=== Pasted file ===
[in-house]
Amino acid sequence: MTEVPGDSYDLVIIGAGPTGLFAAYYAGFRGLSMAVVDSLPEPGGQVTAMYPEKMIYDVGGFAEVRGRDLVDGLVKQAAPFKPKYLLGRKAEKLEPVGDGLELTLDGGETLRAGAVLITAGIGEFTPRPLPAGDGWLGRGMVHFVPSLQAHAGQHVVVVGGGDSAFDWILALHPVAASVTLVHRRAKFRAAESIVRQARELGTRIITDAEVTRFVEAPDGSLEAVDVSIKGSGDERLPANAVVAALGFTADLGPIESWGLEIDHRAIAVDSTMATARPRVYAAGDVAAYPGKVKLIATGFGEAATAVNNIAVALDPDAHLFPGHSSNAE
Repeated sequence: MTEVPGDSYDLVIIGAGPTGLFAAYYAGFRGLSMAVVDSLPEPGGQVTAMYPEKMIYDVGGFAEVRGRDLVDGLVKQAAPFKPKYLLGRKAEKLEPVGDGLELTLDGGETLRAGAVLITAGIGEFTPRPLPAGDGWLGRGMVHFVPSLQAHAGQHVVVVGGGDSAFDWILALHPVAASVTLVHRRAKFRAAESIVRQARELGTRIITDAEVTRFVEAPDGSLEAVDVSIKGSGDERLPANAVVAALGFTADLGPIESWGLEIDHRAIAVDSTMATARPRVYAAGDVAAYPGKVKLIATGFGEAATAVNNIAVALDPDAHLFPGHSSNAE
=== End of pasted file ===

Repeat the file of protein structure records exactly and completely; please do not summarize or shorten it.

[in-house]
Amino acid sequence: MTEVPGDSYDLVIIGAGPTGLFAAYYAGFRGLSMAVVDSLPEPGGQVTAMYPEKMIYDVGGFAEVRGRDLVDGLVKQAAPFKPKYLLGRKAEKLEPVGDGLELTLDGGETLRAGAVLITAGIGEFTPRPLPAGDGWLGRGMVHFVPSLQAHAGQHVVVVGGGDSAFDWILALHPVAASVTLVHRRAKFRAAESIVRQARELGTRIITDAEVTRFVEAPDGSLEAVDVSIKGSGDERLPANAVVAALGFTADLGPIESWGLEIDHRAIAVDSTMATARPRVYAAGDVAAYPGKVKLIATGFGEAATAVNNIAVALDPDAHLFPGHSSNAE
Repeated sequence: MTEVPGDSYDLVIIGAGPTGLFAAYYAGFRGLSMAVVDSLPEPGGQVTAMYPEKMIYDVGGFAEVRGRDLVDGLVKQAAPFKPKYLLGRKAEKLEPVGDGLELTLDGGETLRAGAVLITAGIGEFTPRPLPAGDGWLGRGMVHFVPSLQAHAGQHVVVVGGGDSAFDWILALHPVAASVTLVHRRAKFRAAESIVRQARELGTRIITDAEVTRFVEAPDGSLEAVDVSIKGSGDERLPANAVVAALGFTADLGPIESWGLEIDHRAIAVDSTMATARPRVYAAGDVAAYPGKVKLIATGFGEAATAVNNIAVALDPDAHLFPGHSSNAE